Example 7.3d. Schubert, “An Laura”—mm. 1–4

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These patterns may be modified in various ways. Often X1, and occasionally X2, may be found in a form in which the declamation of the first foot is abbreviated (./. ./ or . . . // respectively). We call this modification “foreshortening.” The poetic line still occupies four metrical units because of rests preceding the shortened first foot; that is, one can imagine the line projected backward to occupy the entire initial unit of time. In foreshortening, prominence is given to the second foot, which is often the first substantive in the line; for example, “Die Erwartung” (D. 159), measures 148–150, example 7.3e.

Example 7.3e. Schubert, “Die Erwartung”—mm. 148–50

Occasionally a line with a feminine ending set in the X1 or X2 pattern has an extended ending in which the accented penultimate syllable occupies the entire fourth metrical unit and the final weak syllable falls at the beginning of the following, fifth unit of time. Technically, such a pattern exceeds the four-unit definition of compression. The X pattern, however, remains intact and recognizable for the main body of the line; for example, “Der Zwerg” (D. 771), measures 7–11, example 7.3f.

Example 7.3f. Schubert, “Der Zwerg”—mm. 4–11

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Example 7.3f. Schubert, “Der Zwerg”—mm. 4–11—(concluded)

All Y patterns have in common the declamation of at least four feet, and sometimes all five, to even units of musical time. Commonly, the extension of one of the feet or a rest at the end of the line produces a phrase of six metrical units (see, however, Y3). Y1:. . . . . or. . . . /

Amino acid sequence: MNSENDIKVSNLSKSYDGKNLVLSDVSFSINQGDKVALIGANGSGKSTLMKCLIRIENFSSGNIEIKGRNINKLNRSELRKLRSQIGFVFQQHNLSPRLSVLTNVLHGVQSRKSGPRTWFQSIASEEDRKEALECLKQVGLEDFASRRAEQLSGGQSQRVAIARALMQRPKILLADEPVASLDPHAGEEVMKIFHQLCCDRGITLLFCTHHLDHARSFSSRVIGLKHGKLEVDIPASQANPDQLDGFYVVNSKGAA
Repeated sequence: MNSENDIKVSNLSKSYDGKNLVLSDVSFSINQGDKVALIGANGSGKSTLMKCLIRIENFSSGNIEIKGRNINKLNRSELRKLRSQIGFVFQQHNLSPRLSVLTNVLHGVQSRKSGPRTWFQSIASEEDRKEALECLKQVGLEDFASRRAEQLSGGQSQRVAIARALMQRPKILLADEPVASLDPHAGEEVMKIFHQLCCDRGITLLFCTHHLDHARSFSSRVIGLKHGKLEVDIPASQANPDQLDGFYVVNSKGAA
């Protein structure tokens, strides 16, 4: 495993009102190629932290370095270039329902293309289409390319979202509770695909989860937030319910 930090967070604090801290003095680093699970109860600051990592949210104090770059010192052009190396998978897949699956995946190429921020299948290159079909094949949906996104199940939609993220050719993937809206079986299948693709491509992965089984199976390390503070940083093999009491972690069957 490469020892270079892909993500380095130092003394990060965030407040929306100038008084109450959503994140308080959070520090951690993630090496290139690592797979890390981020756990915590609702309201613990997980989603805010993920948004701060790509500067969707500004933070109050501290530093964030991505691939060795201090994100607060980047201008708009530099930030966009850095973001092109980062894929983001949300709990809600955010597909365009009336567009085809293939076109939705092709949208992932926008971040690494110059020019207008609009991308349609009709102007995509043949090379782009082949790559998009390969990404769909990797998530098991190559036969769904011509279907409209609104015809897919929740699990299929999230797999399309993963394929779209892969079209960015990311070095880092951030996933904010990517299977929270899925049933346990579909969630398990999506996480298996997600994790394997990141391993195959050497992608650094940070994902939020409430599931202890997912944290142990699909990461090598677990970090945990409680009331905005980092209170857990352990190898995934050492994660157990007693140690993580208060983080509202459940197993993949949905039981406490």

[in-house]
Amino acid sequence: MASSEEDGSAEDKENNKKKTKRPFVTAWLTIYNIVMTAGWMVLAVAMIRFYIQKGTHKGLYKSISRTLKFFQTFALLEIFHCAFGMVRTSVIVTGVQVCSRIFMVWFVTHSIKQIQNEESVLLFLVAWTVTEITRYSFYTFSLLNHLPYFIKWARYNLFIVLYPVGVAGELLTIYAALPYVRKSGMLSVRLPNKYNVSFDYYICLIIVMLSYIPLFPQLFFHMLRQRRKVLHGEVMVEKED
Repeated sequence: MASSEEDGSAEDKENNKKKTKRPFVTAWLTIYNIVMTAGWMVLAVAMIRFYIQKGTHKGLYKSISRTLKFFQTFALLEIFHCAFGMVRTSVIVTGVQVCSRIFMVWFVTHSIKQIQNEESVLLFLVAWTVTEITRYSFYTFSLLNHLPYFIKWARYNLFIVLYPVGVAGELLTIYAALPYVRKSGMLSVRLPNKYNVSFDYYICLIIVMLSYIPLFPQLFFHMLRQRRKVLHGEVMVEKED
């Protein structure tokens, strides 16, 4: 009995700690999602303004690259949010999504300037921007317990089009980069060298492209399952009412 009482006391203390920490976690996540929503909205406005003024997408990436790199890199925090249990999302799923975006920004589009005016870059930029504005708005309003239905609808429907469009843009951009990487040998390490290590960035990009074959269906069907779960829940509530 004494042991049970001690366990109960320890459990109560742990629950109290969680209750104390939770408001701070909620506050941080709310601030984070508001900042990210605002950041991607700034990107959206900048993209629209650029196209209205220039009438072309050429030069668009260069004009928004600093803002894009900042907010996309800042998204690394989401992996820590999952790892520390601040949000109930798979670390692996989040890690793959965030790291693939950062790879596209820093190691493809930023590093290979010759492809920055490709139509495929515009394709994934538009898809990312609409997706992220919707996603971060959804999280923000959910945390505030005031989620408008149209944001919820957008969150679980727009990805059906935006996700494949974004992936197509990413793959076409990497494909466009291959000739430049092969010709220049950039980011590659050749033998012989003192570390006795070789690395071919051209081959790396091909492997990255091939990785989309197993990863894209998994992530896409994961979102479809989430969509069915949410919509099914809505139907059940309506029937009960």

The five feet are declaimed in five metrical units. The final foot of the line may be extended to occupy two units or may be followed by a rest; for example, “Die erste Liebe” (D. 182), measures 3–6, example 7.4a.

Example 7.4a. Schubert, “Die erste Liebe”—mm. 1–6

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Y2: . . . /. or . ./. . or ./ . . . or /. . . .

Either the fourth, third, second, or first foot is set to two metrical units, while the remaining four feet are declaimed evenly. The most common Y2 pattern extends the fourth foot in the line; for example, “Entzückung” (D. 413), measures 11–14, example 7.4b.

Example 7.4b. Schubert, “Entzückung”—mm. 11–14 Y3: /././

A few pentameter lines are declaimed in triple meter in such a way that accented syllables fall on the first and third beats of the measure. This pattern, strictly speaking, produces uneven declamation (on alternating half and quarter notes in 43, for example). Yet the line occupies, with a rest or an extension of one foot (as in Y1 and Y2), six of what are contextually established as the “available” declamatory units; for example, “Die Liebende schreibt” (D. 673), measures 5–7, example 7.4c. Admittedly this is a “stretch” for this category of even declamation, but it seems to belong there more than to the compression convention, and in any case very few lines are set to this pattern. There are twenty-nine lines in this category; of these, twenty-one employ one of the two patterns shown in example 7.4d. In many of Schubert’s pentameter songs, both declamation conventions are discernible, as in examples 7.5a and 7.5b, taken from “Adelaide” (D. 95) and “Heimliches Leben” (D. 922), respectively. In the first case, compression is followed by even declamation in diminution; in the second, even declamation is followed by foreshortened compression. Not all lines can be classified as X or Y. Some lines are not declaimed integrally but are broken up into more than one phrase or are run on with part of an adjacent line. In such settings, the lines are not perceived as pentameter units; we classify them as “non-integral.” See, for example, “Stimme der Liebe” (D. 412), measures 2–13, example 7.6a.5 A line’s integrity may also be obscured by internal repetition of words and phrases; for example, “Schatzgräbers Begehr”